The Work of the Future. Shaping Technologies and Institutions.
2019 – Fall 2019 the Task Force on the Work of the Future of the MIT published a report to support public and private strategies to realize that new technologies will bring wealth and prosperity in the nations where they will be applied. They expect that the impact of new technologies will be enormous, comparable to the impact of developments in climate and environment.
The motivation to start this study is a paradox: In the VS and other industrialized countries unemployment is low and economic growth is high since WO-II, however the debate on new technologies to come is pessimistic. The reason for this paradox is that the last decennia there was a growth of productivity on the one side and a limited growth of income for the majority of the workers on the other.
The central question for this study was: which strategies and which investments of governments, companies and institutions will avoid the disruptive consequences of new technologies and support the contribution of new technologies to economic growth, prosperity, better working conditions, more economic security, health and life expectancy?
Premise and Analysis
Theunderlyingpremiseof the TF is that labor is intrinsically valuable for the individual and for society as a whole and we should try to improve it rather than eliminate it. The TF also thinks that new technologies can be used as complement of human work rather than replace it.
The TF starts with a historical perspective to describe what is new or different in the latest period. How do automation, digitalization robots and artificial intelligence influence the modern workplace, skills needed, employment and employment perspectives for today’s workers and the workers of the near future? The authors warn for ‘so-so technologies’ (Daron Acemoglu & Pascual Restrepo). That is technology that is disruptive for employment and that eliminates jobs without any contribution to productivity growth or improvement of the quality of services. The TF states that today and tomorrows problem is not ‘too less jobs’ but the accessibility of the jobs and the career perspectives these jobs offer especially to low educated employees.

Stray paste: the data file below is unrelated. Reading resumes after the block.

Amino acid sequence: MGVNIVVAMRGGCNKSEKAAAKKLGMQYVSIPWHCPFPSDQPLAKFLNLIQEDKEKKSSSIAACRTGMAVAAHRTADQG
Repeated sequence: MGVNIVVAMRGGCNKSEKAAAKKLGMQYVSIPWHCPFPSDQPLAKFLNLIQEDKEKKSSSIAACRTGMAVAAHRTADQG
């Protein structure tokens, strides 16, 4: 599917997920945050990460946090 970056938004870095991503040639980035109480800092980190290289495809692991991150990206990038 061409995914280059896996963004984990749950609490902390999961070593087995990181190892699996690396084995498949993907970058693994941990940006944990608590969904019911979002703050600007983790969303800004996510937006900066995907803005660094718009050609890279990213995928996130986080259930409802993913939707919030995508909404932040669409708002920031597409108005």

In the coming years the TF plans to investigate which institutions and investments – apart from education and training that are very important of course – are needed in the area of:
- rebalancing fiscal policies; the TF refers to an imbalance in fiscal policies between the taxation of human versu physical capital investments that give firms an incentive to replace workers with tax-subsidized machinery. Instead: incentives to invest in human capital are needed.
- recognizing workers as stakeholders; shareholders capitalism that is dominant especially in the US, fails to appropriately internalize the external costs that firms impose on workers and society. Workers fear the adverse consequences of automation, robots, AI etc. because rightly they perveive that they are not guaranteed to share in the productivity benefits of the new technologies. Somehow the voice of workers must be included in strategic decisions in firms.
- innovations to complement workers; improving organizational and managerial practices that boost productivity by complementing workers, need to be a priority in companies and governments should disseminate know how on best management practices as they often do already about technological know-how.
- restoring technological leadership, for economic growth and beneficial leadership.
Task Force on the Work of the Future: ‘The Work of the Future. Shaping Technologies and Institutions’. MIT Work of the Future, Fall 2019 report.
The report is attached.
Themes: Innovation and innovative capacity, innovative workplaces
Source: Research report